The Gift becomes a cruelly tedious whodunit, unredeemed by the local color of its setting (at times it’s like a supernatural, made-for-TV version of Midnight in the Garden of Good and Evil). Except for poor Giovanni Ribisi, prompted to slobber all over the camera (he must never be asked to abandon his deadpan cool to this extent again), the actors acquit themselves competently, giving the naturalistic, television-level performances Raimi seems to require these days. (Watching Hilary Swank, I couldn’t help thinking of her Brandon Teena with a wig on. She may pay a heavy price for that brilliant performance.) Keanu Reeves, you may have heard, acts his ass off as the scary husband. He does, but he also overdoes the character’s redneck white-trashness, letting his voice slide into a deep Georgia rumble and generally overdoing Donnie’s violent hatefulness to the point where you wonder why the cops didn’t put him away long ago.

Blanchett does as much as her considerable talent will allow, but in the end she’s beating her head against a flawless martyr role, a lone woman whom nobody will believe — until they believe her wrongly, after which nobody believes her some more. She’s also given Greg Kinnear as a love interest, and though Kinnear is a deft light comedian, you can’t picture him with a woman like Cate Blanchett, who deserves a hot and funny guy to be sultry and playful with. Kinnear can be funny, but he’s well-cast as a dull principal, and gives a performance to match. Much better, in a small but winning role, is the fine character actor J.K. Simmons, appearing in the middle film of his Raimi trilogy (he was in For Love of the Game and would later be in Spider-Man). Perhaps best known for his loathsome Nazi convict Vern Schillinger on HBO’s Oz, Simmons has a way of investing his dialogue with casual but powerful authority (which makes his racist grumblings on Oz that much more appalling). He appears here as the skeptical town sheriff, who at crucial points of tension takes a meaningful pause, as if musing about the murder case, and then demands to know who ate the last eclair or whether anyone brought a Thermos of coffee. Aside from the unintentional laughs earned by Ribisi and Holmes, Simmons is the movie’s only lifeline to humor.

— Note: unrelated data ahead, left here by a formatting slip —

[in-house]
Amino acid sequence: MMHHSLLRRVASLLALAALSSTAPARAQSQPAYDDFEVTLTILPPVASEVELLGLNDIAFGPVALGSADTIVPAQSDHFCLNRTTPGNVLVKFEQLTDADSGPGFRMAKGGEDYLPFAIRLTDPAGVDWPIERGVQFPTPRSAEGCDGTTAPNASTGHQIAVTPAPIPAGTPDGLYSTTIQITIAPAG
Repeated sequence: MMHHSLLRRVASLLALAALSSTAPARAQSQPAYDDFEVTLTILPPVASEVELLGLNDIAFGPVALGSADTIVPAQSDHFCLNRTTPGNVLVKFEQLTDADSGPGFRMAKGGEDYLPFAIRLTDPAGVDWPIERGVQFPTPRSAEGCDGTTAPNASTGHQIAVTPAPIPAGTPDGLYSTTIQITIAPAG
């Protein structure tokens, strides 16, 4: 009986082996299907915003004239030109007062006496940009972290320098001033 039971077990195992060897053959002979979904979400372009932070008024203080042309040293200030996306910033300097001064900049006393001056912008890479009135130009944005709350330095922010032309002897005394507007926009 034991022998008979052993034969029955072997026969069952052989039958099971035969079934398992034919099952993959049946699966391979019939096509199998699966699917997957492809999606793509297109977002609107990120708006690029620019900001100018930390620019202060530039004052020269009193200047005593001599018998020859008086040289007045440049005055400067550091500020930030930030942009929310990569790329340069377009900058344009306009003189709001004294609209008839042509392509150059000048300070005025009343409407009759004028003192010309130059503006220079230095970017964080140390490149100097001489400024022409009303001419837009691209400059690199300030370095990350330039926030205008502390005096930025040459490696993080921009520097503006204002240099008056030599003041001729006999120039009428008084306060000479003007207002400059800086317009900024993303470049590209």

I’d almost rather not write about The Gift — it does hurt to be slamming a director whose past films (the Evil Dead trilogy, Darkman) are so dear to my heart. But if Raimi is going to do such a perfunctory thriller, can’t he at least work up some brooding poetry? His handling of Annie’s visions smacks of too many made-for-cable movies, and some of it feels left over from What Lies Beneath. (Raimi does permit one moment of spooky beauty, when a single bright spill of blood creeps down Cate Blanchett’s pale cheek.) Towards the finish, the wrong side of our brains is engaged — the dank atmosphere and what passes for characterization aren’t allowed to enfold us, because we’re too busy second-guessing the plot. By the time a deus ex machina in the form of a convenient apparition comes to save the day, most people will have thoroughly given up on the movie.

Who would have thought Sam Raimi could have made a film in which the dead are harmless, even helpful? For a backwoods supernatural thriller, The Gift is only slightly more frightening than For Love of the Game. Gone are the malicious trees of The Evil Dead, which seemed to have a horrid life of their own even before they started ripping into people; the woods in this movie are just window dressing. So is everything else, including the director.